The final round of formal negotiations begin in Brussels today but No.10 said discussions will carry-on until a crunch summit of European Union leaders in two weeks’ time. The Prime Minister has always maintained he wants an agreement wrapped up by the end of the October 16 meeting, Downing Street said. “There is no change to the PM’s position. He’s set out that if we are to achieve a deal he wants that to happen by the October 16 summit,” the Prime Minister’s official spokesman said.
“In order to have an agreement ratified by the EU side, but also the UK, he believes that’s the timetable we need to work to.”
He added that “much more” progress needs to be made in order for a deal to be struck.
“Although the last few weeks of informal talks have been relatively positive, there remains much to be done,” he added.
“The fundamentals of our position have not changed. From the start of this process we have been saying that we simply want a standard free-trade agreement like Canada’s.
“The EU’s position has been less straightforward and we continue to be asked to accept provisions which do not reflect the reality of our status as an independent country.
“Significant gaps remain as the EU still needs to adopt more realistic policy positions, but we are ready to work as hard as necessary to move things forward this week.”
It comes as Downing Street rejected Brussels’ demands to withdraw controversial clauses from the UK Internal Market Bill which could see the UK tear up parts of the Brexit divorce deal.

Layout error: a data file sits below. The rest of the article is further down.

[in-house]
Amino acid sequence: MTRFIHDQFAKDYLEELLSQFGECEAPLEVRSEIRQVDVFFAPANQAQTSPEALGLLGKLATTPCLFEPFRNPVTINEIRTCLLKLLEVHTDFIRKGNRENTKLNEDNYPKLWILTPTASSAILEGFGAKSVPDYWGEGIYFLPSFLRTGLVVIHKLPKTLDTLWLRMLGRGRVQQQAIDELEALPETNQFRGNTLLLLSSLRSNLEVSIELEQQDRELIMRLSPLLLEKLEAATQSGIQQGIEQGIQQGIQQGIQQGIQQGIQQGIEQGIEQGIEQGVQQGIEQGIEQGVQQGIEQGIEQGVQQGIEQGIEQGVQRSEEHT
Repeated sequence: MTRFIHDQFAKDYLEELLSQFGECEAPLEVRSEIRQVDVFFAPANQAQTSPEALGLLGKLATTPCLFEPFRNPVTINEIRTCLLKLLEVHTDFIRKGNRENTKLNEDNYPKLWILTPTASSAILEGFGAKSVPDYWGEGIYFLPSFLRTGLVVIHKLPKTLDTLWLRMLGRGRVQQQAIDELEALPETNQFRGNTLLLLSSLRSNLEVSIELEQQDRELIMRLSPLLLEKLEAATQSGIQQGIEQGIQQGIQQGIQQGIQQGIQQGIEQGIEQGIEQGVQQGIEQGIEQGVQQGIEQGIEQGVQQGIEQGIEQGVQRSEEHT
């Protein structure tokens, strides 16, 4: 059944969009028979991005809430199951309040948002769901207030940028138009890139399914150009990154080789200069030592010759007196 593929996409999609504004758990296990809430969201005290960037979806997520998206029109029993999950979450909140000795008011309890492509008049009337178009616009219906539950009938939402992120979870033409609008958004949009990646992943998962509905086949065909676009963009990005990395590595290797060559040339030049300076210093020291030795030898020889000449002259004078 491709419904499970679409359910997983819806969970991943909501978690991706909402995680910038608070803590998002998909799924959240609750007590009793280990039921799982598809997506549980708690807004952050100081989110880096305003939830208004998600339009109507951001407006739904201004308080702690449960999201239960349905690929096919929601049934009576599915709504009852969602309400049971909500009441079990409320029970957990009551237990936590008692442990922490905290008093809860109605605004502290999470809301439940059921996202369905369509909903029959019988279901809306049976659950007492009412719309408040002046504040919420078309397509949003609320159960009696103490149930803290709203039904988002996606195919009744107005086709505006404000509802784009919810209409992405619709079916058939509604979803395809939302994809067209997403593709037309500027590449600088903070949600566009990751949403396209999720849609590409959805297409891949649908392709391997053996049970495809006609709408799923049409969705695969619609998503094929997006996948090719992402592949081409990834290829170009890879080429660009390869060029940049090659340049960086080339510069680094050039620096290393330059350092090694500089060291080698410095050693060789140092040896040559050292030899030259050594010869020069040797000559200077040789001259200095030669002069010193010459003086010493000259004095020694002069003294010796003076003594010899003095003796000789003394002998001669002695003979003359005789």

European Commission vice president Maros Sefcovic reiterated calls for the UK to withdraw provisions in the Internal Market Bill overriding the Brexit Withdrawal Agreement by the end of the month.
Speaking separately, Irish Taoiseach Micheal Martin said without a U-turn on this he feared a trade deal would not be possible.
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But the Prime Minister’ official spokesman said: “The Bill has been supported by the House of Commons and will continue its passage through the House of Lords.”
There was “no change in our position”, he said, with the legislation providing a “vital safety net should agreement not be reached at the joint committee”.
“We continue to work through the joint committee to resolve the outstanding issues and ambiguity,” the spokesman said.
Cabinet Office Minister Michael Gove said the UK will continue to seek to resolve differences with the EU over the legislation.
Following talks in Brussels, Mr Gove said: “We want to reach agreement in the joint committee, we want to make sure that the position of Northern Ireland is secure in the United Kingdom, we want to make sure the Withdrawal Agreement is implemented in full.
“But those clauses are there. They are in legislation supported by the House of Commons as a safety net if need be. And those clauses will remain in that Bill.”
Maros Sefcovic said that the UK should not try to use the threat to override the Northern Ireland protocol as a “bargaining chip” in the talks on a post-Brexit free trade deal.
“For us it is very clear that protocol on Ireland and Northern Ireland shouldn’t be a bargaining chip in any negotiations that we have between the EU and the UK,” the European Commission vice president said.
The Brexit transition period, in which the UK has kept to EU trading rules, ends on 31 December.
The UK and EU are yet to agree a deal that will govern their future trade with fishing rights and state-aid long-running sticking points.